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Linking Permeability, Durability and Sustainability
With sustainability in mind, integral crystalline concrete waterproofing products were used to restore this 110-year-old mill. The Royal Mills restoration was the winner of the 2010 New England ICRI Project of the Year.
With an increase in the residential building market forecasted for 2014, the demand for concrete across North America is expected to follow suit. Extensive evidence shows us that concrete structures around the world are not meeting their designed service life, due to rapid deterioration – all of which is caused by the transport of fluids and moisture through the concrete. Concrete structures have traditionally had a design life of 50 to 100 years. Unfortunately, many of today’s structures are not living up to expectations.
Sources of concrete deterioration
Contaminants such as salt will corrode the steel reinforcement within the structure, and can be introduced through water or moisture carrying them through capillary pores within the concrete. Sulfate contaminants, alkali reactive aggregates, and water can cause disruptive expansion, once absorbed by the sponge-like concrete pores.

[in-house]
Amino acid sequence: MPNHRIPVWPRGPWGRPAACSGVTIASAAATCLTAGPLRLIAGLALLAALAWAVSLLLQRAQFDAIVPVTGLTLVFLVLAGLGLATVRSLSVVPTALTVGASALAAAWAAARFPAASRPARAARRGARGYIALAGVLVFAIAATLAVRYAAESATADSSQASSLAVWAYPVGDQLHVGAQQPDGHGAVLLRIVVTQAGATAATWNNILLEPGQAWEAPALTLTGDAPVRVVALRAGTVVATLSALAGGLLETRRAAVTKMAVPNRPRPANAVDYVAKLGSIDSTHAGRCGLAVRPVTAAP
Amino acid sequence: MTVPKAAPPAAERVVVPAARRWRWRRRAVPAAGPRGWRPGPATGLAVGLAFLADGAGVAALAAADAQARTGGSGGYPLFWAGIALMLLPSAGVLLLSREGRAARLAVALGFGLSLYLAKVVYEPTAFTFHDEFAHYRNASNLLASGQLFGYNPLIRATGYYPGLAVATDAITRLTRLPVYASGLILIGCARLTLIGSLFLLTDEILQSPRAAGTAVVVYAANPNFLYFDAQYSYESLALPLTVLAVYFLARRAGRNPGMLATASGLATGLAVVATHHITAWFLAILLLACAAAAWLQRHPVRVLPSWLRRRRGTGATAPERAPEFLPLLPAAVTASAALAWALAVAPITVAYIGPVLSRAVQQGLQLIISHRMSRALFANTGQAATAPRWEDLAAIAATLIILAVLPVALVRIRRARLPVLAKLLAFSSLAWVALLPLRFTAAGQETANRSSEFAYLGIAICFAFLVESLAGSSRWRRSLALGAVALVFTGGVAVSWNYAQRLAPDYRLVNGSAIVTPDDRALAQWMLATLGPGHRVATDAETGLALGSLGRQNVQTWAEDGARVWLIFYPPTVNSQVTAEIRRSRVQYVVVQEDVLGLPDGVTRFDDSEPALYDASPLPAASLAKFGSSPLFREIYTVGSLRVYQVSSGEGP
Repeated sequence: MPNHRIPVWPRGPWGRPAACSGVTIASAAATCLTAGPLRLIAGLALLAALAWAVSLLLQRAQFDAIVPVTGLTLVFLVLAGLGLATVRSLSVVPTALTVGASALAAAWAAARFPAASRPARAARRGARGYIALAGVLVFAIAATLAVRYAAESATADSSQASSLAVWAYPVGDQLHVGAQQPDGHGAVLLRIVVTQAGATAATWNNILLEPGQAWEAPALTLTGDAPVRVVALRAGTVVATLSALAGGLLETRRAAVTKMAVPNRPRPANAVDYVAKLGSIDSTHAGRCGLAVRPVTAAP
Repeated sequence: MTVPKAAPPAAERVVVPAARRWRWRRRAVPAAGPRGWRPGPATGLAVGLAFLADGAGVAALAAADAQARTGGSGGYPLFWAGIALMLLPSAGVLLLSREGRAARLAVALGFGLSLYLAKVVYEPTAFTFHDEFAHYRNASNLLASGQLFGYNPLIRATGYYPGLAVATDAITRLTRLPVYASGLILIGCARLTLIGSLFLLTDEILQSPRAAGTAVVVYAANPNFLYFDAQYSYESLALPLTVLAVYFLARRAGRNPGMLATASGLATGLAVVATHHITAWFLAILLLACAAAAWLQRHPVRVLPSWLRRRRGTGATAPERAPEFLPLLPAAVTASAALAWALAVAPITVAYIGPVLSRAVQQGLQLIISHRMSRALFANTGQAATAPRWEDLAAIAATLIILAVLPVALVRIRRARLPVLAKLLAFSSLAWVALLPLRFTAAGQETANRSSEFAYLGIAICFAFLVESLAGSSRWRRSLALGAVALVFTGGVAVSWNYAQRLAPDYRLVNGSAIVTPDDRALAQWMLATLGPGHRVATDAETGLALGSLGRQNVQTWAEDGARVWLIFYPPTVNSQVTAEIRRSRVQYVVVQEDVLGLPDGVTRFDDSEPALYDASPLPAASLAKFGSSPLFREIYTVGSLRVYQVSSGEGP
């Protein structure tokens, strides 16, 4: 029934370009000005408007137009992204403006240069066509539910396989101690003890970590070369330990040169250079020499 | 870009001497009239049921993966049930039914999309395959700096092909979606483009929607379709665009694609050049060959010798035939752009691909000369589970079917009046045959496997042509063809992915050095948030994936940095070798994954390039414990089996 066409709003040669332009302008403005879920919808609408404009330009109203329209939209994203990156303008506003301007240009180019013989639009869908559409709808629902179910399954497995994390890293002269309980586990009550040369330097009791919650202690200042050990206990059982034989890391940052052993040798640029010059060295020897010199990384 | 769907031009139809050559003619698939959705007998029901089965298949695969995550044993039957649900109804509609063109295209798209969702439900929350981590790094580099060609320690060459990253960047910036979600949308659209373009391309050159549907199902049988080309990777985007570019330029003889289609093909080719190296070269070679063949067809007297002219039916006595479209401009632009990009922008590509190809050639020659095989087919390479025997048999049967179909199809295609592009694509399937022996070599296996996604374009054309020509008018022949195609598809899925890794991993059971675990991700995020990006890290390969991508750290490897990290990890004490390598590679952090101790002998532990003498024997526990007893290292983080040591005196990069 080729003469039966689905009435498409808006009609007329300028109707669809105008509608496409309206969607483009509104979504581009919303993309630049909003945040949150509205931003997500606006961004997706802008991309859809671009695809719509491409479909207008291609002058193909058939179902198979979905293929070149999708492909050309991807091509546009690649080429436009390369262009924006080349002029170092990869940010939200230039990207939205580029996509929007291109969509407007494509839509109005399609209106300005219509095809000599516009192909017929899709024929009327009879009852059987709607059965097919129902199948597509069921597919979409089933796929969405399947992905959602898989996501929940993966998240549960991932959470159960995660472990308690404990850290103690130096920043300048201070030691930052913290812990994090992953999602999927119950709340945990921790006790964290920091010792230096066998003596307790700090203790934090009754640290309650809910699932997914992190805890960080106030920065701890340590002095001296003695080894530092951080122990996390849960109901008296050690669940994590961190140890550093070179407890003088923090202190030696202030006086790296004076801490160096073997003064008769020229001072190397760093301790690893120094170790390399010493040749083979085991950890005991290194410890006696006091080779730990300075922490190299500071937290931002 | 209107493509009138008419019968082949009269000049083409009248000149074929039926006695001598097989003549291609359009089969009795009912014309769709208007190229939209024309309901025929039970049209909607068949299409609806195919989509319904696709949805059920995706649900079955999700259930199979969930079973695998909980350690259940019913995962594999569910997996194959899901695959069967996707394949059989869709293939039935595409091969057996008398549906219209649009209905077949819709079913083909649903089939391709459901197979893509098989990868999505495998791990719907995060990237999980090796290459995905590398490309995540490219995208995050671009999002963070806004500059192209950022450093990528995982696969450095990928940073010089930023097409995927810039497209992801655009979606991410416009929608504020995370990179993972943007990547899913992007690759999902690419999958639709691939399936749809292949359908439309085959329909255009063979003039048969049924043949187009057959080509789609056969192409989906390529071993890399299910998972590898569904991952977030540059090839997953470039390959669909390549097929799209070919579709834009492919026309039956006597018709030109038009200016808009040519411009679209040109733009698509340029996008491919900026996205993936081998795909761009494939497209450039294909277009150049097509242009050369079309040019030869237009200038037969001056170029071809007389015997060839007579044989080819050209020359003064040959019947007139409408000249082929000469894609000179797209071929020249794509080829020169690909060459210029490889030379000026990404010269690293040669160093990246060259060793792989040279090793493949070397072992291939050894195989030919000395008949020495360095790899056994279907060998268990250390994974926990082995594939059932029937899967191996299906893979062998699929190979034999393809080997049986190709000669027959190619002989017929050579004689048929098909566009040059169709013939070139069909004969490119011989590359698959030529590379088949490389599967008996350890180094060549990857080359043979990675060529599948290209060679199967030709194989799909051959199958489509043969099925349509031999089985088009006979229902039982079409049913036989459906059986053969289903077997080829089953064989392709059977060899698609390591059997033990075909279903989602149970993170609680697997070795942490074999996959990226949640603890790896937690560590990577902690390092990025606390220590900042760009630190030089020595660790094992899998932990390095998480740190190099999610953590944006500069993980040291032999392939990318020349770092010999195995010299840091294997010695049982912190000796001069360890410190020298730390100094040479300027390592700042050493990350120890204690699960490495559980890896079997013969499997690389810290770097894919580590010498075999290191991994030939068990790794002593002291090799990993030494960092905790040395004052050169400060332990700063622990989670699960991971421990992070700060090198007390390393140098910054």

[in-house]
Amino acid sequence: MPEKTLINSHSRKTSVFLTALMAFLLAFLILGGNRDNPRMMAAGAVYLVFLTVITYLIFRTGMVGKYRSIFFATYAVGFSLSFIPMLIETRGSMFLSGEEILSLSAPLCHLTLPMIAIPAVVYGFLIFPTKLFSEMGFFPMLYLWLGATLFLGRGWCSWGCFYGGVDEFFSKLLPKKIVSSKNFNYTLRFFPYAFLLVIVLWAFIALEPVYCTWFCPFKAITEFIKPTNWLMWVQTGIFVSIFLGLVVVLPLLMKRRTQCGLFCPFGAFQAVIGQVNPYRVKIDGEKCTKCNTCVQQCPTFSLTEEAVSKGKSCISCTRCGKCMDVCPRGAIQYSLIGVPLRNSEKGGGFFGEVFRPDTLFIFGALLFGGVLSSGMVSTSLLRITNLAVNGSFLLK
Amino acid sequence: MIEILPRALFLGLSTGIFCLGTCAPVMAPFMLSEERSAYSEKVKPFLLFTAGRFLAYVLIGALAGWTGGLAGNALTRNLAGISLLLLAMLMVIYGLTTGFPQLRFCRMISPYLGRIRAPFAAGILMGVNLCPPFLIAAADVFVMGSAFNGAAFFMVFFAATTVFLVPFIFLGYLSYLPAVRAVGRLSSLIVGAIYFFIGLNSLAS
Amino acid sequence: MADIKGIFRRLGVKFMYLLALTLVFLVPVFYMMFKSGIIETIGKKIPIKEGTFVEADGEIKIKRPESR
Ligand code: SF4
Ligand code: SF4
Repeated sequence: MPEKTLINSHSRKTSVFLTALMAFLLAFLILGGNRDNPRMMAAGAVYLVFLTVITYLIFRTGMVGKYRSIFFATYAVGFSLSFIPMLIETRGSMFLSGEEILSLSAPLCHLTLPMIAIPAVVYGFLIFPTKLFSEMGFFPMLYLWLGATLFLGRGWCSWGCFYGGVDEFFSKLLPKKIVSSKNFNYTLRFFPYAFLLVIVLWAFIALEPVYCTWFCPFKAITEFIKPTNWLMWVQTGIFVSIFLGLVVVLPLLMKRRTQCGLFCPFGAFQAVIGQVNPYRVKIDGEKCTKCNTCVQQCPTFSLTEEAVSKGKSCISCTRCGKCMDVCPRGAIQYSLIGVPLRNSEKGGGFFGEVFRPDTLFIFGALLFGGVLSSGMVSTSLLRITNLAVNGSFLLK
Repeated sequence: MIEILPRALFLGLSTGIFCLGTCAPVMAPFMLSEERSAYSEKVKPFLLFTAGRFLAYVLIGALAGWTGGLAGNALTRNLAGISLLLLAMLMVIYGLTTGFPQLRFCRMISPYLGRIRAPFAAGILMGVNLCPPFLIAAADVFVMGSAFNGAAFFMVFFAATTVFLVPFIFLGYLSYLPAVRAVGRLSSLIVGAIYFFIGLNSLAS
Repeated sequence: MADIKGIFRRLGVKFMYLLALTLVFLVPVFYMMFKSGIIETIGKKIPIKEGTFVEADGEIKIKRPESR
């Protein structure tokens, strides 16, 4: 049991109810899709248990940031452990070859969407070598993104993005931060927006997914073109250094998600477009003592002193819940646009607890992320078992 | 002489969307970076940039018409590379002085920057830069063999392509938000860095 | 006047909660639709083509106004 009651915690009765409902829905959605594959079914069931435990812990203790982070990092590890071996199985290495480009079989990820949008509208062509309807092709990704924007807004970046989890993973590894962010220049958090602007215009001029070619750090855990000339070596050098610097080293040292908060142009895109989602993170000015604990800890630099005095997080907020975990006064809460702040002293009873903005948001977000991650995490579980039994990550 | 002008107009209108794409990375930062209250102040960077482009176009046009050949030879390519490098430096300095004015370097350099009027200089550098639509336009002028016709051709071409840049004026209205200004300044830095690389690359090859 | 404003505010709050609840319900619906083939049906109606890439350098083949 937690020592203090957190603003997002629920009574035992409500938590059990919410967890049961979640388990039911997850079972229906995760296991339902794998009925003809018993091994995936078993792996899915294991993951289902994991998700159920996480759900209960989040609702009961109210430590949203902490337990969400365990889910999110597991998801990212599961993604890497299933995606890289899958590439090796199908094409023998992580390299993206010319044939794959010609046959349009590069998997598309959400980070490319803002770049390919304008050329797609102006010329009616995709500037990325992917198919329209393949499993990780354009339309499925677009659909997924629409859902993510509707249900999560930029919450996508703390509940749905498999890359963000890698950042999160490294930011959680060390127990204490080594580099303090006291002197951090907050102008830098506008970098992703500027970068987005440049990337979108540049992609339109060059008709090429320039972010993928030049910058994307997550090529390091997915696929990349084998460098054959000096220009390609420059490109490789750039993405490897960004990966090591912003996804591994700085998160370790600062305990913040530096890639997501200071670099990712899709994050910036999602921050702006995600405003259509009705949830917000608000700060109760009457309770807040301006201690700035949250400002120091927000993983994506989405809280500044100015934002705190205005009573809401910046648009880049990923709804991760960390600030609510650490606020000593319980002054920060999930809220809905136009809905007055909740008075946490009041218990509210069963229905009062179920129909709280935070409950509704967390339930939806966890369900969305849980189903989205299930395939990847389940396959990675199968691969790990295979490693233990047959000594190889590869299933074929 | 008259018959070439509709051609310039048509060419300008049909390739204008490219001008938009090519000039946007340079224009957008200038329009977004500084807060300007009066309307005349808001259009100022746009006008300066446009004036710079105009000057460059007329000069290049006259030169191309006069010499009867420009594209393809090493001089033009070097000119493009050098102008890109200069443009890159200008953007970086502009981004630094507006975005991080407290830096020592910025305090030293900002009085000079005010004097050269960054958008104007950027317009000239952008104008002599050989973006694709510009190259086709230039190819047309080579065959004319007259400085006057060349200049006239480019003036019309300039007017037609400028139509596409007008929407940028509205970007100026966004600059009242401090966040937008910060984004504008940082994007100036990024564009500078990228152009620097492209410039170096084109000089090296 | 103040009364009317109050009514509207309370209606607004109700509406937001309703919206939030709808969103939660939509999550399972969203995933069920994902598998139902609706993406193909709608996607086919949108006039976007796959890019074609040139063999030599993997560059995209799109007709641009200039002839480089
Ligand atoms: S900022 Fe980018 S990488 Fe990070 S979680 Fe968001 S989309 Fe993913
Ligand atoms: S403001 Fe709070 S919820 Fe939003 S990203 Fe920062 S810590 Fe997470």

When designing and building a structure, mitigating water ingress through concrete is critical to the project’s overall integrity and durability
Permeability, durability and sustainability
As the permeability of concrete directly affects the structure’s overall durability, it is critical to mitigate water’s ability to infiltrate through permeability in order to increase durability and, thus, support the sustainability of these types of infrastructure. Sustainability is a concern, now more than ever, with infrastructure expansion and population growth occurring worldwide.
The durability and longevity of a structure directly impacts the environmental footprint that structure creates. By using sustainable practices and materials that enhance the durability of our infrastructure, we are supporting a long-term initiative toward building better, longer lasting cities.
So what choices do we have when selecting a product that will address these concerns? Creating a durable structure is more than just applying a one-size-fits-all solution and forgetting about it. To prevent the destruction caused by water permeability, the immediate and future purpose of the structure – as well as its unique location needs and water infiltration risks – must be carefully evaluated.
If a structure is at high risk of water permeation, selecting the appropriate waterproofing product can greatly reduce the need for costly repairs or premature replacement.
Protecting concrete from water has traditionally been accomplished by separating it with a membrane of some kind. Typically, membranes are applied to the concrete surface either as a liquid coating or as flexible sheets joined together. While they have been used in many projects, these approaches have a few common setbacks:
Desirable properties in a sustainable concrete waterproofing solution
Permeability Reducing Admixtures are outlined by the American Concrete Institute’s 212.3R-10 Report on Chemical Admixture as PRAH and PRAN classifications.
PRAH: Permeability Reducing Admixture –
Other desirable properties to look for in a sustainable concrete waterproofing solution include:
|Last Updated on Monday, 03 March 2014 19:33|